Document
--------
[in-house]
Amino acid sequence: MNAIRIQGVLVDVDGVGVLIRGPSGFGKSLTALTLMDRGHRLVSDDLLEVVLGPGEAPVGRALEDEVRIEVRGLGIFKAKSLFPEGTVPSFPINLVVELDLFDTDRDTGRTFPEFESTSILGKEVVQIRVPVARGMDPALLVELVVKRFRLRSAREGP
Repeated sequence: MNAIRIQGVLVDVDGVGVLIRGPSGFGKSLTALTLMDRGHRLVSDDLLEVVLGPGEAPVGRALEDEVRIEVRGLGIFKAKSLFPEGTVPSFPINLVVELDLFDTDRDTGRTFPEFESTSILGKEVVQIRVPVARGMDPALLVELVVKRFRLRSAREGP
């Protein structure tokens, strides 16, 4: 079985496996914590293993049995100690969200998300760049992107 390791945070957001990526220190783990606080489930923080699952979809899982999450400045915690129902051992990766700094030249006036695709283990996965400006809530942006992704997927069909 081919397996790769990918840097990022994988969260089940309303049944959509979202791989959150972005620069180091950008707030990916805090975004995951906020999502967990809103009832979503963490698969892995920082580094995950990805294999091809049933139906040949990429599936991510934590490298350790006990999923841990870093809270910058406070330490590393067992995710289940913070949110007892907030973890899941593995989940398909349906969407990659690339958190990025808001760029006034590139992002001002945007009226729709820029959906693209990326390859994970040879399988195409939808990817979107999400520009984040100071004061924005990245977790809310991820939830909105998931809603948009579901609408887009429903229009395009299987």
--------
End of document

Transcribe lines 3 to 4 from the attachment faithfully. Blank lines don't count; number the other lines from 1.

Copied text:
Repeated sequence: MNAIRIQGVLVDVDGVGVLIRGPSGFGKSLTALTLMDRGHRLVSDDLLEVVLGPGEAPVGRALEDEVRIEVRGLGIFKAKSLFPEGTVPSFPINLVVELDLFDTDRDTGRTFPEFESTSILGKEVVQIRVPVARGMDPALLVELVVKRFRLRSAREGP
């Protein structure tokens, strides 16, 4: 079985496996914590293993049995100690969200998300760049992107 390791945070957001990526220190783990606080489930923080699952979809899982999450400045915690129902051992990766700094030249006036695709283990996965400006809530942006992704997927069909 081919397996790769990918840097990022994988969260089940309303049944959509979202791989959150972005620069180091950008707030990916805090975004995951906020999502967990809103009832979503963490698969892995920082580094995950990805294999091809049933139906040949990429599936991510934590490298350790006990999923841990870093809270910058406070330490590393067992995710289940913070949110007892907030973890899941593995989940398909349906969407990659690339958190990025808001760029006034590139992002001002945007009226729709820029959906693209990326390859994970040879399988195409939808990817979107999400520009984040100071004061924005990245977790809310991820939830909105998931809603948009579901609408887009429903229009395009299987």